New plasma brush ‘painlessly does the work of a dentist’s drill in under 30 seconds’

The days of anxiously listening to the sound of a dentist’s drill in the waiting room could soon be over – American researchers are confident that a noiseless, painless alternative to this instrument of fear could be available as early as 2013.

The ‘non-thermal argon plasma brush’ might be quite a mouthful to say but it could have enormous benefits for the health of teeth.

When a patient has a cavity, dentists normally use a drill to prepare the teeth for the filling.  Root canal treatment maybe need to repair and save a tooth that is badly decayed. In some situations repeated filling can damage the tooth beyond repair; the only option then is to pull the tooth.

Dr Glafcos Tombolis of Putney dentist Ethicare said: “The answer to the question of whether a tooth can withstand another filling depends on how much of the tooth structure remains. You can’t just leave bacteria to develop in a tooth but the more of a tooth which is made up of a filling then the greater the likelihood of that tooth being lost.”

This is an issue which researchers at the University of Missouri involved with developing the new plasma brush have been keen to address. They believe that their invention can use plasma to provide teeth with a longer-lasting bonding material, one which is “60 per cent stronger” than current fillings. This, the scientists insist, could reduce the number of teeth which are lost as a result of repeat fillings.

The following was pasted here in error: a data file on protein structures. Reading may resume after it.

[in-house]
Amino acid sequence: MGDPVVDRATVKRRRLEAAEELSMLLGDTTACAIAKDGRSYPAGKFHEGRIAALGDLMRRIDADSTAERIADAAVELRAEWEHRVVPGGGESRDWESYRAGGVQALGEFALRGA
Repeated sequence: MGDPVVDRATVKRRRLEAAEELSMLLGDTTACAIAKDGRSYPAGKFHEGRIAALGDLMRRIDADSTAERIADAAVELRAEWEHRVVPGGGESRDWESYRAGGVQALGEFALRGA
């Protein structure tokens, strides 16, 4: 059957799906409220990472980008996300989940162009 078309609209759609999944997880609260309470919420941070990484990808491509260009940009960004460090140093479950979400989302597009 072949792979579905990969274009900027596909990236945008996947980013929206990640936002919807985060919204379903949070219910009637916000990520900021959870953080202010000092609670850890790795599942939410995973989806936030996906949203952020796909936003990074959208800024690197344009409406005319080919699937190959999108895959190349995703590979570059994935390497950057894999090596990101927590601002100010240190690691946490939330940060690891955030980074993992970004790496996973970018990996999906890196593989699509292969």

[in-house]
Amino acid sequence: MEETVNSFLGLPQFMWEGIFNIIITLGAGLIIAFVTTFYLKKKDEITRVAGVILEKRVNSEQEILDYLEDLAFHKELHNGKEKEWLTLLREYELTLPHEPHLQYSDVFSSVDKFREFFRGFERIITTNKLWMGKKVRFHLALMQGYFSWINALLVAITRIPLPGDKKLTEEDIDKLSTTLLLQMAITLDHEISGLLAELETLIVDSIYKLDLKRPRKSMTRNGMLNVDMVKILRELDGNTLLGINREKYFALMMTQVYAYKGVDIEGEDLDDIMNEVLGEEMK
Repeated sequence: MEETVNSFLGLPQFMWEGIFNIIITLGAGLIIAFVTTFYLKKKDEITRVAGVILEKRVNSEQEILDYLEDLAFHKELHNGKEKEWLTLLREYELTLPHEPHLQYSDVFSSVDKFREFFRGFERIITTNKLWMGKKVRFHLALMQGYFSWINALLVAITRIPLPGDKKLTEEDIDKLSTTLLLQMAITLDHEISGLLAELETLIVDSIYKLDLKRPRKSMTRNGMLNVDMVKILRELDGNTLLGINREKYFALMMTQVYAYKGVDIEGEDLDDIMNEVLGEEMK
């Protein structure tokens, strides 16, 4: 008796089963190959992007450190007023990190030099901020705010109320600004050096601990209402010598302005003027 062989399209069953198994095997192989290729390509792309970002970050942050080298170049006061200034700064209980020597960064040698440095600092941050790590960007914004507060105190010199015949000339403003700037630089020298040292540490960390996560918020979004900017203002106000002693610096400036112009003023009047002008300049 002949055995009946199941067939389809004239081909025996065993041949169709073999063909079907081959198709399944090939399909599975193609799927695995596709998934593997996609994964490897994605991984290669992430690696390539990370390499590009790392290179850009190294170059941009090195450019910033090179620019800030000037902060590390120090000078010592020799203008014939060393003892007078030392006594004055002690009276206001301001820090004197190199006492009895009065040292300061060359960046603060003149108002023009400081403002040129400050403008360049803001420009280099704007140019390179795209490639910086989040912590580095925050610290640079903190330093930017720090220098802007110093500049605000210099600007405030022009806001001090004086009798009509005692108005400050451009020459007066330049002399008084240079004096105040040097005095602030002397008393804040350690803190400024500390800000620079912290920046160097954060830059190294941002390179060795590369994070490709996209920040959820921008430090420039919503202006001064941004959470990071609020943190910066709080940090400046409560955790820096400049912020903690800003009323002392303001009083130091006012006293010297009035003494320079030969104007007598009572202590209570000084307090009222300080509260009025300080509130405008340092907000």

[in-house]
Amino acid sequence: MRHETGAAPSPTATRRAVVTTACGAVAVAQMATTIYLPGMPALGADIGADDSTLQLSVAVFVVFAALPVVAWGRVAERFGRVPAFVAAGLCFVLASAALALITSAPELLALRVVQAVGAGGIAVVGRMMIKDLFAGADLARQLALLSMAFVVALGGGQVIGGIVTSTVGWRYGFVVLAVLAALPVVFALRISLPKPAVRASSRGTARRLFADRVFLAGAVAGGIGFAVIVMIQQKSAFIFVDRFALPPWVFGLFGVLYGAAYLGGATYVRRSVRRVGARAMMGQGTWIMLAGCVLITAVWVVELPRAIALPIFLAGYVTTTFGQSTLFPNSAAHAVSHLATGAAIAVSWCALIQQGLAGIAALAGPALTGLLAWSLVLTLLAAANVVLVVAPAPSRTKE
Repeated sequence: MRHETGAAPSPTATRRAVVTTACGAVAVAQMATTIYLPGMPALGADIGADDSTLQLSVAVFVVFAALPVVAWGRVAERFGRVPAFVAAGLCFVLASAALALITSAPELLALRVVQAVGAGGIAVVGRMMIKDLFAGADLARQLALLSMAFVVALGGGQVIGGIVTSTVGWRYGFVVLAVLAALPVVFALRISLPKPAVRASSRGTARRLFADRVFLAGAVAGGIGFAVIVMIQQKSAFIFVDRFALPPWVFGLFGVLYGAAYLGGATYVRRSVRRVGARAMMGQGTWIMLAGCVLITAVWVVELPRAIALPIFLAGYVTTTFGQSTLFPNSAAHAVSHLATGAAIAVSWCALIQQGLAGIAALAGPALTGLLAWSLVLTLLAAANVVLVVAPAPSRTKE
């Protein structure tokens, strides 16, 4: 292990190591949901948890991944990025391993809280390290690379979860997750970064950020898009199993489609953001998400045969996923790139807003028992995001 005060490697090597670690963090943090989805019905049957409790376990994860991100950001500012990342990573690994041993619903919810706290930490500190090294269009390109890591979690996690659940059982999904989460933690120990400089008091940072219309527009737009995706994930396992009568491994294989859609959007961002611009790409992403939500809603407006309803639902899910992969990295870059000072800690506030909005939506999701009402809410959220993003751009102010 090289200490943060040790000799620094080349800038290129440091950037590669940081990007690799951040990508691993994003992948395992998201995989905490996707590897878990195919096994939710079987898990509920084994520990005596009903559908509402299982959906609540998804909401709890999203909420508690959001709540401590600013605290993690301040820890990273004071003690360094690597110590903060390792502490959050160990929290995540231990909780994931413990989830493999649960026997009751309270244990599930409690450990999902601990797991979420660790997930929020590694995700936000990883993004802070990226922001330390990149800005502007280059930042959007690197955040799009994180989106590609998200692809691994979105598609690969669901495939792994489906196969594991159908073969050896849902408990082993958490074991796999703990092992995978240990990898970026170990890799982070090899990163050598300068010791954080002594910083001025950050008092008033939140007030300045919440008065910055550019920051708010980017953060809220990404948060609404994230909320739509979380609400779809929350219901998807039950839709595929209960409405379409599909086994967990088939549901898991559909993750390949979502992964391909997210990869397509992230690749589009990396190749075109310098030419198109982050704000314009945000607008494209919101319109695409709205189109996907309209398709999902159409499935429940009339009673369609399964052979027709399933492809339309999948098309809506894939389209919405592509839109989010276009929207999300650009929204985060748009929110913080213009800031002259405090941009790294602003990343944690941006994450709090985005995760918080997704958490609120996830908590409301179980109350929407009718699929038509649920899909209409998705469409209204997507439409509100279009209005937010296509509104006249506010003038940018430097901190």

So what does the brush look like? If you click on this University of Missouri link you can see that the device resembles a large marker pen; its tip glowing a turquoise colour as it makes contact with the teeth.

Andrew Ritts, a senior scientist with Nanova, Inc, the company which is helping develop the new technology, can be seen happily testing the brush on video footage contained on the university’s website.

He said: “You shouldn’t feel anything. It should feel like cold air being blown on you. Often I will put my hands under the brush’s flame and it will feel cool compared to my hand temperature.”

The brush cleans the bacteria on a damaged tooth by accelerating ions which bombard the bacteria cell wall and break it, causing the bacteria to die.

The scientists involved in the research are confident that this won’t damage the bulk tooth though they concede that a drill might still need to be used to “assist in the filling process”.

With lab trials having been completed, the next phase of research will concentrate on further human trials with all involved in the trials hopeful that the plasma brush could be made available to dentists by 2013.

If you can’t wait until 2013 to improve your dental health then there is some other good news you might be interested in. Research conducted by the Israel Institute of Technology, which was published in January 2012, suggests that green tea – which was first consumed in China 4,000 years ago – can help destroy harmful bacteria in the mouth; guarding against bad breath and improving oral health.

It seems that bacteria in mouths is currently facing attack from both modern technology and ancient drinks!

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